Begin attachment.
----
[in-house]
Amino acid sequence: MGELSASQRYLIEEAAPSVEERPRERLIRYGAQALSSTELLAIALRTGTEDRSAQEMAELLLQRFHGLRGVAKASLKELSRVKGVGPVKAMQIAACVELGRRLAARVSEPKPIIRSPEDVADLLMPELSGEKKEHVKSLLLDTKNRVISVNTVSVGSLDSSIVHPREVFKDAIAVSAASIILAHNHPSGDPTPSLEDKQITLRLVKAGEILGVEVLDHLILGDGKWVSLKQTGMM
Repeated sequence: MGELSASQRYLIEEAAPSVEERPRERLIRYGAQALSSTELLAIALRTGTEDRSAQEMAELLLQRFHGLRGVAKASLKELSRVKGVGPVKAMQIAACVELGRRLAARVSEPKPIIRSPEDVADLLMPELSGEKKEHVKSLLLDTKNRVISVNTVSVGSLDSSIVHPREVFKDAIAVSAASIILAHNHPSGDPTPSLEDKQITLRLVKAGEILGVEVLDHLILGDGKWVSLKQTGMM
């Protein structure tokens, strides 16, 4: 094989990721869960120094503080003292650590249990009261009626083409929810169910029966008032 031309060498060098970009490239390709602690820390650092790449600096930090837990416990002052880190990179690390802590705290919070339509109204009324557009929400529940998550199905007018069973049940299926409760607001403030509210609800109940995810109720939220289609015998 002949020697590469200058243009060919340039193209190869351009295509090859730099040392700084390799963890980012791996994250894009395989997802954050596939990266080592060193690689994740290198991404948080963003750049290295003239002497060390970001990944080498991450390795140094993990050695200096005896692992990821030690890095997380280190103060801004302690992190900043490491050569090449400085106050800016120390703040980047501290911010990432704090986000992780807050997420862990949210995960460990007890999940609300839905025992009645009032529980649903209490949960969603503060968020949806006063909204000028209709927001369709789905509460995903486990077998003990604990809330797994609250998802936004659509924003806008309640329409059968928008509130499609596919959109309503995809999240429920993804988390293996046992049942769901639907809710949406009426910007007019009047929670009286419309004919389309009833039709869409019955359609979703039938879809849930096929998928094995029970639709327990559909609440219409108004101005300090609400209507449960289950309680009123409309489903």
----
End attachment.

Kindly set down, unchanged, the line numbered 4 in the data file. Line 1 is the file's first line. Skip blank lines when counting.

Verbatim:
């Protein structure tokens, strides 16, 4: 094989990721869960120094503080003292650590249990009261009626083409929810169910029966008032 031309060498060098970009490239390709602690820390650092790449600096930090837990416990002052880190990179690390802590705290919070339509109204009324557009929400529940998550199905007018069973049940299926409760607001403030509210609800109940995810109720939220289609015998 002949020697590469200058243009060919340039193209190869351009295509090859730099040392700084390799963890980012791996994250894009395989997802954050596939990266080592060193690689994740290198991404948080963003750049290295003239002497060390970001990944080498991450390795140094993990050695200096005896692992990821030690890095997380280190103060801004302690992190900043490491050569090449400085106050800016120390703040980047501290911010990432704090986000992780807050997420862990949210995960460990007890999940609300839905025992009645009032529980649903209490949960969603503060968020949806006063909204000028209709927001369709789905509460995903486990077998003990604990809330797994609250998802936004659509924003806008309640329409059968928008509130499609596919959109309503995809999240429920993804988390293996046992049942769901639907809710949406009426910007007019009047929670009286419309004919389309009833039709869409019955359609979703039938879809849930096929998928094995029970639709327990559909609440219409108004101005300090609400209507449960289950309680009123409309489903």